A-Rod does not. He is the guy who fled Seattle and the Mariners got better, forced his way out of Texas and the Rangers improved, and joined the Yanks and The Curse ended. He said afterward that it is a team game and he is “just one out of 25 players.” But that surely was not his negotiating strategy when he got $252 million, was it – I am just one of the guys? Or when he used his status to shed the Rangers. And he is never going to be just another guy in this rivalry, not after coming so close to being a Red Sox only to bring further dismay to New England by winding up a Yankee.

    “There might be some symbolism there,” he said. “I don’t know.”

    The symbolism is that A-Rod was the face of a Yankee team not as tough as Boston. The Red Sox were Michael Corleone in the final scene of “The Godfather,” settling all scores accumulated over 86 frustrating years. Rodriguez was supposed to make sure that never happened. He was supposed to be the new Ruth. He started well this postseason against Minnesota and initially Boston. But that is not what counts here.

    He so badly wanted into this rivalry, first as a Red Sox, then as a Yankee. Another warning to be careful what you wish for. Because starting last night a new reality had swept baseball — The Curse of A-Rod.”

    I love it!!!

  14. Paul Covert on October 21st, 2004 2:20 pm

    Indeed, A-Rod’s desperation play on Bronson Arroyo gives a whole new meaning to the expression “The Sultan of Swat.” 🙂

  15. Bob on October 21st, 2004 2:27 pm

    The hatred with Yankees is misplaced. I wish M’s had an owner like George instead of the one who is more like “we are projecting a loss next year so we can’t spend money”.

    Big Stein overpaying is a problem though for the Yanks. I don’t know how much influence he has over Brian Cashman in signings. Torre was too timid in this series. Any manager who let a collapse of this magnitude happen by not shaking things up is not a good one.

  16. Ralph Malph on October 21st, 2004 2:47 pm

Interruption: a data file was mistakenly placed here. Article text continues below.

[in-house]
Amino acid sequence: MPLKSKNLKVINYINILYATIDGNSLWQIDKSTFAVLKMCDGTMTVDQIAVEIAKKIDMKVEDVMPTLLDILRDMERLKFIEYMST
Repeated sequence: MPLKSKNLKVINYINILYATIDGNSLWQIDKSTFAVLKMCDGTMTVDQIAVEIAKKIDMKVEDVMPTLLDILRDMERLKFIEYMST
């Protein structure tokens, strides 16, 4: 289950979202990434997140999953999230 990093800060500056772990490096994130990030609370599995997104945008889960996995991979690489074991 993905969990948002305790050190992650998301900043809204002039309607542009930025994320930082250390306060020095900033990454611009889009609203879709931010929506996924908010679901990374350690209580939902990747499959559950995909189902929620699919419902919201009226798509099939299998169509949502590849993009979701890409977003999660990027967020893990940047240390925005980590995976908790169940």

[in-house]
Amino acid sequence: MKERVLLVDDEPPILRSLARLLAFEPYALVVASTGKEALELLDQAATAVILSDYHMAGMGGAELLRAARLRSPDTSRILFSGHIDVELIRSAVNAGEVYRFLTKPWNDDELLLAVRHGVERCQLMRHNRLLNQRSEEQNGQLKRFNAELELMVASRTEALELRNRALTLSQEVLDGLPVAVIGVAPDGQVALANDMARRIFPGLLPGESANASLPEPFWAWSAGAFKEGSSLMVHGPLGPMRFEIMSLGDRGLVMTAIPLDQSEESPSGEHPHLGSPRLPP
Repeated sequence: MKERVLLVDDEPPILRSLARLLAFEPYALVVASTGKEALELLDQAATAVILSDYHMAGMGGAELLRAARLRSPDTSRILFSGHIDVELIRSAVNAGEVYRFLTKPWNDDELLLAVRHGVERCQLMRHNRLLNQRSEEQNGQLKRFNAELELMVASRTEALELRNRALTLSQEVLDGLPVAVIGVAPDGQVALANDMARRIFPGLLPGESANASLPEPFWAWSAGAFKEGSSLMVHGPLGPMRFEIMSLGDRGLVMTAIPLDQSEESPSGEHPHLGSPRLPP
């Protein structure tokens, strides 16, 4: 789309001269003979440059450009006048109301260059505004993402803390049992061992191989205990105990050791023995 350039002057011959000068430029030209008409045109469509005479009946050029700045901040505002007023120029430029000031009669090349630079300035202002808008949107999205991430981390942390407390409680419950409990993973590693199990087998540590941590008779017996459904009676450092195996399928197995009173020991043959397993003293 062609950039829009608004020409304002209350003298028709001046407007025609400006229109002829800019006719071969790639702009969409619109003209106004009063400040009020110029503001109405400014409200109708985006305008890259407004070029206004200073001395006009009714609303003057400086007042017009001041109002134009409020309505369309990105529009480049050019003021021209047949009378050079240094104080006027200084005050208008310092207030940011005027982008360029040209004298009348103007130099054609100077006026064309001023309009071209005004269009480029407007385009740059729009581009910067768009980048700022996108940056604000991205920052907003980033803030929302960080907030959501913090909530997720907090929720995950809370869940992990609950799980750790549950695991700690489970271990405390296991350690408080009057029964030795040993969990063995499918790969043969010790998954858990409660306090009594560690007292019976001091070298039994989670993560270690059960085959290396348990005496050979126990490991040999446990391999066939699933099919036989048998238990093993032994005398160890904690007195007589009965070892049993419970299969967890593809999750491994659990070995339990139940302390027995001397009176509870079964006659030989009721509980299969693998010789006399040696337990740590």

For myself, I don’t hate the Yankees because they spend money. I hate the Yankees because of the arrogance of their fans.

  17. RealRhino on October 21st, 2004 2:53 pm

    Count me in as questioning Cashman’s rep for a while now. How do you spend $180 million and still end up with holes in the offense/bullpen AND have a drained farm system? The paradigm in MLB these days should be that you pay EITHER money or prospects, not BOTH. And it wasn’t just this year, with Giambi’s injury giving Cashman a little bit of a pass. They were still running two of Cairo/Sierra/Lofton out there every day. Last year they had Boone (overrated). In previous years they’ve had corner OF like Shane Spencer as regulars. How does this happen with $180 million? And the trades? Ted Lilly vs. Jeff Weaver now? Jay Witasick? Ugh.

  18. RealRhino on October 21st, 2004 2:56 pm

    If there’s one thing I can say in Cashman’s favor, it’s that he did sign three BIG contracts just before the bottom fell out of the market, which are now a burden (or would be a burden to a team with a finite payroll): Jeter, Bernie, Giambi.

  19. AK1984 on October 21st, 2004 3:35 pm

    Okay, has any else on this forum read that somebody died during an altercation between crazy Boston fans and police last night, after the Red Sox’s victory over the Yankees…? Even if you have not, I think you all should recognize that Boston fans are as asinine as New York fans; however, they are not as doltish as most Seattle fans, which is a positive—I guess.

  20. Anthony on October 21st, 2004 4:14 pm